“We’ve done 14 episodes of the show now,” Lynda said the other day. “And I have to stay fit and trim all the time. There’s no place to hide five extra pounds if I gain weight. So I have to watch what I eat. I swim 60 laps a day whenever I can. And I get plenty of exercise doing stunts on the show.

“I do as many of the physical things as I can, especially on the trampoline. But the producers prefer to use stunt people. The show would be over if anything happened to me. I’ve had a few cuts, strains and bruises, but nothing serious.”

Actress Lynda Carter on leaving her Wonder Woman superhero image behind, and beginning new adventures in the '80s

Lynda Carter as Diana Prince in Wonder Woman 1970s

Lynda is a strikingly beautiful former Miss World-USA, circa 1973, who was born and reared in Phoenix, Arizona.

Still in her 20s, Lynda is the youngest female to star in her own show this season. She’s unmarried, but doesn’t plan to stay single much longer.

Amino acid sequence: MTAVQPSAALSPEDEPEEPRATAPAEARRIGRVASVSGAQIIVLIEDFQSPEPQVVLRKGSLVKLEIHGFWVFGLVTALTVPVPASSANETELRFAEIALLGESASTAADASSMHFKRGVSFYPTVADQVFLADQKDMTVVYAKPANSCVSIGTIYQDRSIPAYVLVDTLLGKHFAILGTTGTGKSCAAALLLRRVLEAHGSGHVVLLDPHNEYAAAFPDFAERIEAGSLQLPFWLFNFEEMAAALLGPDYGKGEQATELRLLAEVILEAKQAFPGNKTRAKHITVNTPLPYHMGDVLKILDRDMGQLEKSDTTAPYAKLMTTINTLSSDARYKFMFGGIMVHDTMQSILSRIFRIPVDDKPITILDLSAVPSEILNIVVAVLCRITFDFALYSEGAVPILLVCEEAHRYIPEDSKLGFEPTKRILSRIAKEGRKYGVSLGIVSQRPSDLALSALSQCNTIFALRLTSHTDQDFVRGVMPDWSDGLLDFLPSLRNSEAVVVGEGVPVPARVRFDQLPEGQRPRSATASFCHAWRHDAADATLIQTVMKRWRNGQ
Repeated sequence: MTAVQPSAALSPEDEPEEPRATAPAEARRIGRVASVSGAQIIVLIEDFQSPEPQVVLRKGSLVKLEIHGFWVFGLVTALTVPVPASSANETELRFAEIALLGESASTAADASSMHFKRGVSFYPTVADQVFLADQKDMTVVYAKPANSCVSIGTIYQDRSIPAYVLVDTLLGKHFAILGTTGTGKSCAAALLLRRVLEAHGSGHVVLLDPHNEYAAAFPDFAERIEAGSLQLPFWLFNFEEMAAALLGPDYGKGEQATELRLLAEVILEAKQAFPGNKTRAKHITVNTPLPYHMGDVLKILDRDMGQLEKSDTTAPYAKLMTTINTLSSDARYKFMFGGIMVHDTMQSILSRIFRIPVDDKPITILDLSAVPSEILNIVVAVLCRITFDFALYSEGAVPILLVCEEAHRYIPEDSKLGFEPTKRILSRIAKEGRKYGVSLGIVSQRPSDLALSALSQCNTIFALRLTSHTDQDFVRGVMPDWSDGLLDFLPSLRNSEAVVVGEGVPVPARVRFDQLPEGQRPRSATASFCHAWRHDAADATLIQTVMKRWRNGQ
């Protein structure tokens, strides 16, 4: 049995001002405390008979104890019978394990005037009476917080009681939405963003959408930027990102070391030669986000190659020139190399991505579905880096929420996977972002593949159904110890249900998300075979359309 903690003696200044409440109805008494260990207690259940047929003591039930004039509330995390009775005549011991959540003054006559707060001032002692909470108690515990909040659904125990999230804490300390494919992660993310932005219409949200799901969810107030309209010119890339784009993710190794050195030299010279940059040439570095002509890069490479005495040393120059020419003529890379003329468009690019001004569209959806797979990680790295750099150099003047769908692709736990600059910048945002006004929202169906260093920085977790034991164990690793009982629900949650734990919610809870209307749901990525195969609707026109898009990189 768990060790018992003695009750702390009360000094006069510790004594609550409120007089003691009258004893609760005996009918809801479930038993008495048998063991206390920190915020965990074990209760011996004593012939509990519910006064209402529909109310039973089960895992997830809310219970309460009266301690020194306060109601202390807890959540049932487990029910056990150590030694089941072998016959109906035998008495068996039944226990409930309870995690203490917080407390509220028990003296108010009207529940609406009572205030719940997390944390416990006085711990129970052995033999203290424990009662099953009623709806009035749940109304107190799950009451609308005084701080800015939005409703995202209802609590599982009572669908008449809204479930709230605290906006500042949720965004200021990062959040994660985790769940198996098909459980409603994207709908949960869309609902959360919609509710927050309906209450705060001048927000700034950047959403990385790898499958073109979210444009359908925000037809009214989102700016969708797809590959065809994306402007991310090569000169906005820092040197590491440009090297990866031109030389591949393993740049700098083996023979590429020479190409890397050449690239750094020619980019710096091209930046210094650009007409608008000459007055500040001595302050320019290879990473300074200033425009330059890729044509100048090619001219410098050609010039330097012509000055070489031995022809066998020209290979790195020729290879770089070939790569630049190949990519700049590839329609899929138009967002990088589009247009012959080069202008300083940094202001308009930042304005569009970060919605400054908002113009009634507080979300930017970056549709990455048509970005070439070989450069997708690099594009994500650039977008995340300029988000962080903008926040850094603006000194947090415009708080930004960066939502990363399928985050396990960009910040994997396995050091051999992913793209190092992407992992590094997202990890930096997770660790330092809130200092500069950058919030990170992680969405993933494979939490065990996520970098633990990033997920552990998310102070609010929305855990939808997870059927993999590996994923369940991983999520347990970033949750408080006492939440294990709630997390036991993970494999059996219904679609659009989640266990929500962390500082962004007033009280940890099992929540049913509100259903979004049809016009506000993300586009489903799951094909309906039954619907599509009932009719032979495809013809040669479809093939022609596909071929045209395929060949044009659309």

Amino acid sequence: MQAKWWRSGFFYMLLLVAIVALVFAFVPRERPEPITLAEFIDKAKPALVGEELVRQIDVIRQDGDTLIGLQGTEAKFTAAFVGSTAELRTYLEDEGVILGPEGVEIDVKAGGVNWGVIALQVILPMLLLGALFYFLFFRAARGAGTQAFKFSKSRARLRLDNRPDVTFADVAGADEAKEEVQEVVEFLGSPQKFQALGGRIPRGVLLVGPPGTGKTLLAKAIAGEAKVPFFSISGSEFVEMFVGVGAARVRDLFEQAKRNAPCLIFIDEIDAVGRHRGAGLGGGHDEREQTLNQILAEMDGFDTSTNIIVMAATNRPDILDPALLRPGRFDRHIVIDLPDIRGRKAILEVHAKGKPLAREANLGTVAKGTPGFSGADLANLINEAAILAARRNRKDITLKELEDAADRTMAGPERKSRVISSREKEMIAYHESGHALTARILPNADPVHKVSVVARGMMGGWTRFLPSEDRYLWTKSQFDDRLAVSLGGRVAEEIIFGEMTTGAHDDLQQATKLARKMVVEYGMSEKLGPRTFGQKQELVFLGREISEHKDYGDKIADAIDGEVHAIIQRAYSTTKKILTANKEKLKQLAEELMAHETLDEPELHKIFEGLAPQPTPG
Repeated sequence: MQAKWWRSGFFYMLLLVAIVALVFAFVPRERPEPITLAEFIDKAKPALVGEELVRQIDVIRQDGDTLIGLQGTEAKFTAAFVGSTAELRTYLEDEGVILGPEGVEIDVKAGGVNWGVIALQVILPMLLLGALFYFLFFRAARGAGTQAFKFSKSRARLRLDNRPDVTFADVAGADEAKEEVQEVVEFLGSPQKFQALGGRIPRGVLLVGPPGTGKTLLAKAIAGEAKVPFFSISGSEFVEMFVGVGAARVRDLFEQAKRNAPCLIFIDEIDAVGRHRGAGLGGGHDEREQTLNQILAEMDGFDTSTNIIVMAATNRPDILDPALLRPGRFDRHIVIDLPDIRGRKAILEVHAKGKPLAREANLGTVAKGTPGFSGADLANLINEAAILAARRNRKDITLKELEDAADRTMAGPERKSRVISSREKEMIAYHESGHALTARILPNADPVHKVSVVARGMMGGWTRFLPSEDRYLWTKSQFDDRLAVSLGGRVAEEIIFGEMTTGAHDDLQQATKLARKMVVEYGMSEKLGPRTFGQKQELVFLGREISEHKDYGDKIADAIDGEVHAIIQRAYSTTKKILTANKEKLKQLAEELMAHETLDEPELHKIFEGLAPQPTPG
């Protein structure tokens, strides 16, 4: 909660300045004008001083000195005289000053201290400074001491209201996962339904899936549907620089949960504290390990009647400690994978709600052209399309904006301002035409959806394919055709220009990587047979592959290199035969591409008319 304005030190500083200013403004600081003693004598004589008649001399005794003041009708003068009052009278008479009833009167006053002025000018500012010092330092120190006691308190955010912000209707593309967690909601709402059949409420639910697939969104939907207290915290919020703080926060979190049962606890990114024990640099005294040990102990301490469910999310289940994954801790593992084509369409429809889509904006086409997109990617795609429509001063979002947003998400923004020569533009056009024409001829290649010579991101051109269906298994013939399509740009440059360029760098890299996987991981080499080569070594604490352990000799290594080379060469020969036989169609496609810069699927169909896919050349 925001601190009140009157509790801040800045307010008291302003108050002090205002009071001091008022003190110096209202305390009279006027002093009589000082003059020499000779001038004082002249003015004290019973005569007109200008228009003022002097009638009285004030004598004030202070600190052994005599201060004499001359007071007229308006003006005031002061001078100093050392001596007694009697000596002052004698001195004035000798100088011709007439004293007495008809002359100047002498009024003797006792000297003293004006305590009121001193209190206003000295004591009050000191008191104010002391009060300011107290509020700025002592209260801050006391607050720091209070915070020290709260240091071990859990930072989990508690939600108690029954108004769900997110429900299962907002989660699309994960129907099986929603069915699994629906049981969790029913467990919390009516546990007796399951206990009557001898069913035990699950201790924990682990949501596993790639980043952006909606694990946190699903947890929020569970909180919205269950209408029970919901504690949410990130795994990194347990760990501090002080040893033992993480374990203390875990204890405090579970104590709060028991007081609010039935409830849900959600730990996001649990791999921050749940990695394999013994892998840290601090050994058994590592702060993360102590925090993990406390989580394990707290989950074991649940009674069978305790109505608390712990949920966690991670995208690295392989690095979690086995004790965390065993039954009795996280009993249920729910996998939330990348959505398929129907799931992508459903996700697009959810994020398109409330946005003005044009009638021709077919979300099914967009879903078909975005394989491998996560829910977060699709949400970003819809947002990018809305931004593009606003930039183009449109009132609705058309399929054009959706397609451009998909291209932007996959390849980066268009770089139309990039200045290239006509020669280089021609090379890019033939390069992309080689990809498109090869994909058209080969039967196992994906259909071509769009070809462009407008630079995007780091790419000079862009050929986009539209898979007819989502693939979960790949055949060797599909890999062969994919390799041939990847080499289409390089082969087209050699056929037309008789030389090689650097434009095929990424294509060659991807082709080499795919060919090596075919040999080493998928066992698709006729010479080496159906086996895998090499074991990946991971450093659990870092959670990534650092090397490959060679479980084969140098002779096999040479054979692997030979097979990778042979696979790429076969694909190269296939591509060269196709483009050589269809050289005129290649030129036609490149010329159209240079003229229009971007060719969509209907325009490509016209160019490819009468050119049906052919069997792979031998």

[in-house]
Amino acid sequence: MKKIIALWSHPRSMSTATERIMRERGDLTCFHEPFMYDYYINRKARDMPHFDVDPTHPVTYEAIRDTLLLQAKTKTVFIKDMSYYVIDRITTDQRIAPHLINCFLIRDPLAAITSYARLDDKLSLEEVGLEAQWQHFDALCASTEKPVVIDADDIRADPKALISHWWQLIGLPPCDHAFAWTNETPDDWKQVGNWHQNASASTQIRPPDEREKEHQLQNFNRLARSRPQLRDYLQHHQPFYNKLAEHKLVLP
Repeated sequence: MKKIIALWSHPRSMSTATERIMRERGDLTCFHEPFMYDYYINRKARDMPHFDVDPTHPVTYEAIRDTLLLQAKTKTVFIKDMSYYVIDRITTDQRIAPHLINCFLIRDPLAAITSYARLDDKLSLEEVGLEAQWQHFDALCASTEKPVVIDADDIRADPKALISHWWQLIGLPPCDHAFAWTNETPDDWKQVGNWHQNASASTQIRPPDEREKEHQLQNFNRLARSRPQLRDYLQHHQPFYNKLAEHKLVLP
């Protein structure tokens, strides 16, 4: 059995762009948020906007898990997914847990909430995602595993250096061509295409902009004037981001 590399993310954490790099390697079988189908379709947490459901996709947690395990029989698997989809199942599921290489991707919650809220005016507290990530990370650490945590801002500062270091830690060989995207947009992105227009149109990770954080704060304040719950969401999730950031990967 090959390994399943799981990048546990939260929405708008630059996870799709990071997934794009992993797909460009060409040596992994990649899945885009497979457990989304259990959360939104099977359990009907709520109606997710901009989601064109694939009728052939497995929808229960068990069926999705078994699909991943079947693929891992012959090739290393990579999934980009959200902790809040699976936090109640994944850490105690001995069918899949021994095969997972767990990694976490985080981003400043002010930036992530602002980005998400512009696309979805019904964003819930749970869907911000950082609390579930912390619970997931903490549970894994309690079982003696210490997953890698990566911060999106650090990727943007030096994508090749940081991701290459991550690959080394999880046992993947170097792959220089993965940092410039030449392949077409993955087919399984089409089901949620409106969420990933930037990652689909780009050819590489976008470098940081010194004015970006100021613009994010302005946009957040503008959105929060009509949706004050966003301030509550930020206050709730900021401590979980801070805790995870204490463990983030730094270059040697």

“I’ve fallen in love for the first time in my life,” she said. “The man in my life is Ron Samuels. He’s Lindsay Wagner’s personal manager. Lindsay plays the title role in ‘Bionic Woman.’

“Lindsay and I are friends. We’re in the same sort of show, but there’s no sense of competition between us.

Maybe that’s because Lindsay wears dresses, suits, skirts and blouses, blue jeans and stuff like that. The poor dear doesn’t own a single red, white and blue outfit, nor is her rump ever spangled with stars.

Lynda Carter as Wonder Woman (2)

No one, so far as is known, has caught the Bionic Woman in the sort of outfit Wonder Woman wears. But then Bionic Woman is a counter-espionage agent and might be conspicuous running around in American Legion bunting.

But it’s okay for Lynda because her show is strictly for kids. Right, dad?